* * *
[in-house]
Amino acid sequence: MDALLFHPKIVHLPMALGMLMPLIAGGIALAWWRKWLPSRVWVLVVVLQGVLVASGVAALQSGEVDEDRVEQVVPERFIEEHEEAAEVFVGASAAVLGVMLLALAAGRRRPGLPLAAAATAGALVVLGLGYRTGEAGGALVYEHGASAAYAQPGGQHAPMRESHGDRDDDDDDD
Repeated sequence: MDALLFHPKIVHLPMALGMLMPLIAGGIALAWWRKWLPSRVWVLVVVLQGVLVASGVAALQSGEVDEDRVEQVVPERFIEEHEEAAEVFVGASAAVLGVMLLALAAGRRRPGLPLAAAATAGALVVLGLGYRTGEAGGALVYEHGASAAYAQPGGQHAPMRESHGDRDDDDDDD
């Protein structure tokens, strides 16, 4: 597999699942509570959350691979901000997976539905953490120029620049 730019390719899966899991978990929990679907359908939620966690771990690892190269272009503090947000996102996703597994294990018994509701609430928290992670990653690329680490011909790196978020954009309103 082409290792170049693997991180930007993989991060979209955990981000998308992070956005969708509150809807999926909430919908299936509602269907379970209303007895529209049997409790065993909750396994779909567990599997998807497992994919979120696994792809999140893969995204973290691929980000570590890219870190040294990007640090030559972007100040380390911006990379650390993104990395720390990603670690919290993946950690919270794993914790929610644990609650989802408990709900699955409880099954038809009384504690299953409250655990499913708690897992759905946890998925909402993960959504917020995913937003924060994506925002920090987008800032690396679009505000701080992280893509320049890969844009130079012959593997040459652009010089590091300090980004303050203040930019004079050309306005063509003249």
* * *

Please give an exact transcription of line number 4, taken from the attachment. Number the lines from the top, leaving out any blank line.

């Protein structure tokens, strides 16, 4: 597999699942509570959350691979901000997976539905953490120029620049 730019390719899966899991978990929990679907359908939620966690771990690892190269272009503090947000996102996703597994294990018994509701609430928290992670990653690329680490011909790196978020954009309103 082409290792170049693997991180930007993989991060979209955990981000998308992070956005969708509150809807999926909430919908299936509602269907379970209303007895529209049997409790065993909750396994779909567990599997998807497992994919979120696994792809999140893969995204973290691929980000570590890219870190040294990007640090030559972007100040380390911006990379650390993104990395720390990603670690919290993946950690919270794993914790929610644990609650989802408990709900699955409880099954038809009384504690299953409250655990499913708690897992759905946890998925909402993960959504917020995913937003924060994506925002920090987008800032690396679009505000701080992280893509320049890969844009130079012959593997040459652009010089590091300090980004303050203040930019004079050309306005063509003249």